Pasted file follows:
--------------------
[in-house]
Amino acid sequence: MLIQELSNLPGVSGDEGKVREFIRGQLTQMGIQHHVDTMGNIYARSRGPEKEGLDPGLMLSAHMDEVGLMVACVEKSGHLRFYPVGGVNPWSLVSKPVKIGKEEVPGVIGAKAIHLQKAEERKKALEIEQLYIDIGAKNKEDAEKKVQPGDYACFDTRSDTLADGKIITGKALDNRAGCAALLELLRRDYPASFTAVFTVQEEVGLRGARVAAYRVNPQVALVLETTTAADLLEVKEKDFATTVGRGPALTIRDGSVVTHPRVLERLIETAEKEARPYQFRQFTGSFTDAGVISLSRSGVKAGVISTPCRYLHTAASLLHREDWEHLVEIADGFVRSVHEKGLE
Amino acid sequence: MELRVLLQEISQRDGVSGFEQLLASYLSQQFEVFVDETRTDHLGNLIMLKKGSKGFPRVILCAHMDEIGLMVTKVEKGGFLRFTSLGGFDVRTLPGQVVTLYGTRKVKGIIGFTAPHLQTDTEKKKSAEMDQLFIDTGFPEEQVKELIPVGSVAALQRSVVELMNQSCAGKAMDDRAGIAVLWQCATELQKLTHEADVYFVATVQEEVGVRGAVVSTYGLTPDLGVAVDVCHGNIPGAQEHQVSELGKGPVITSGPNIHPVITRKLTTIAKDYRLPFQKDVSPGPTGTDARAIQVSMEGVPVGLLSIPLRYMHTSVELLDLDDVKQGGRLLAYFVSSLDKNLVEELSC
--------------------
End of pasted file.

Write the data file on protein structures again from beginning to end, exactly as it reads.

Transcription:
[in-house]
Amino acid sequence: MLIQELSNLPGVSGDEGKVREFIRGQLTQMGIQHHVDTMGNIYARSRGPEKEGLDPGLMLSAHMDEVGLMVACVEKSGHLRFYPVGGVNPWSLVSKPVKIGKEEVPGVIGAKAIHLQKAEERKKALEIEQLYIDIGAKNKEDAEKKVQPGDYACFDTRSDTLADGKIITGKALDNRAGCAALLELLRRDYPASFTAVFTVQEEVGLRGARVAAYRVNPQVALVLETTTAADLLEVKEKDFATTVGRGPALTIRDGSVVTHPRVLERLIETAEKEARPYQFRQFTGSFTDAGVISLSRSGVKAGVISTPCRYLHTAASLLHREDWEHLVEIADGFVRSVHEKGLE
Amino acid sequence: MELRVLLQEISQRDGVSGFEQLLASYLSQQFEVFVDETRTDHLGNLIMLKKGSKGFPRVILCAHMDEIGLMVTKVEKGGFLRFTSLGGFDVRTLPGQVVTLYGTRKVKGIIGFTAPHLQTDTEKKKSAEMDQLFIDTGFPEEQVKELIPVGSVAALQRSVVELMNQSCAGKAMDDRAGIAVLWQCATELQKLTHEADVYFVATVQEEVGVRGAVVSTYGLTPDLGVAVDVCHGNIPGAQEHQVSELGKGPVITSGPNIHPVITRKLTTIAKDYRLPFQKDVSPGPTGTDARAIQVSMEGVPVGLLSIPLRYMHTSVELLDLDDVKQGGRLLAYFVSSLDKNLVEELSC